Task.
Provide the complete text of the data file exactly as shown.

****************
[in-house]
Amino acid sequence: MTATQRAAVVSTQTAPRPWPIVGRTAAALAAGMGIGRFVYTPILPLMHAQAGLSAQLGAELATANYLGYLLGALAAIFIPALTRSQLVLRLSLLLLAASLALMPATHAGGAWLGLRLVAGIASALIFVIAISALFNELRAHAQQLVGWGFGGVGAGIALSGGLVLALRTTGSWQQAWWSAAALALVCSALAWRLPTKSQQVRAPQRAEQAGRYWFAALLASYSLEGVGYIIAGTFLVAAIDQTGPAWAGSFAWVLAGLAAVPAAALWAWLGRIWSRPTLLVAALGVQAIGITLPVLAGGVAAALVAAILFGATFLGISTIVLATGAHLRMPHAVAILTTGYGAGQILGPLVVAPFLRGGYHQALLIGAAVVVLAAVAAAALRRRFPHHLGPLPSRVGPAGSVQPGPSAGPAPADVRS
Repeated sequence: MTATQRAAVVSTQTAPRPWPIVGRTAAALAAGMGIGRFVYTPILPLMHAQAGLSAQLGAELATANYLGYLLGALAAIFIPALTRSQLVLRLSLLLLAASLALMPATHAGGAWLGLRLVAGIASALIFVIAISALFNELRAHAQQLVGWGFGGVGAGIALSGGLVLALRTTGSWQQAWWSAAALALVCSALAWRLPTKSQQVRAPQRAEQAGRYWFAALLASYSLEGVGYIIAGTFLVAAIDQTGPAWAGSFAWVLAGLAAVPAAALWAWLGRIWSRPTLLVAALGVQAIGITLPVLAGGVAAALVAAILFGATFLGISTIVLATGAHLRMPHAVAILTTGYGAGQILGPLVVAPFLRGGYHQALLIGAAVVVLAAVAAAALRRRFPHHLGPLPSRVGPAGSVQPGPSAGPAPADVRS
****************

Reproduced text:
[in-house]
Amino acid sequence: MTATQRAAVVSTQTAPRPWPIVGRTAAALAAGMGIGRFVYTPILPLMHAQAGLSAQLGAELATANYLGYLLGALAAIFIPALTRSQLVLRLSLLLLAASLALMPATHAGGAWLGLRLVAGIASALIFVIAISALFNELRAHAQQLVGWGFGGVGAGIALSGGLVLALRTTGSWQQAWWSAAALALVCSALAWRLPTKSQQVRAPQRAEQAGRYWFAALLASYSLEGVGYIIAGTFLVAAIDQTGPAWAGSFAWVLAGLAAVPAAALWAWLGRIWSRPTLLVAALGVQAIGITLPVLAGGVAAALVAAILFGATFLGISTIVLATGAHLRMPHAVAILTTGYGAGQILGPLVVAPFLRGGYHQALLIGAAVVVLAAVAAAALRRRFPHHLGPLPSRVGPAGSVQPGPSAGPAPADVRS
Repeated sequence: MTATQRAAVVSTQTAPRPWPIVGRTAAALAAGMGIGRFVYTPILPLMHAQAGLSAQLGAELATANYLGYLLGALAAIFIPALTRSQLVLRLSLLLLAASLALMPATHAGGAWLGLRLVAGIASALIFVIAISALFNELRAHAQQLVGWGFGGVGAGIALSGGLVLALRTTGSWQQAWWSAAALALVCSALAWRLPTKSQQVRAPQRAEQAGRYWFAALLASYSLEGVGYIIAGTFLVAAIDQTGPAWAGSFAWVLAGLAAVPAAALWAWLGRIWSRPTLLVAALGVQAIGITLPVLAGGVAAALVAAILFGATFLGISTIVLATGAHLRMPHAVAILTTGYGAGQILGPLVVAPFLRGGYHQALLIGAAVVVLAAVAAAALRRRFPHHLGPLPSRVGPAGSVQPGPSAGPAPADVRS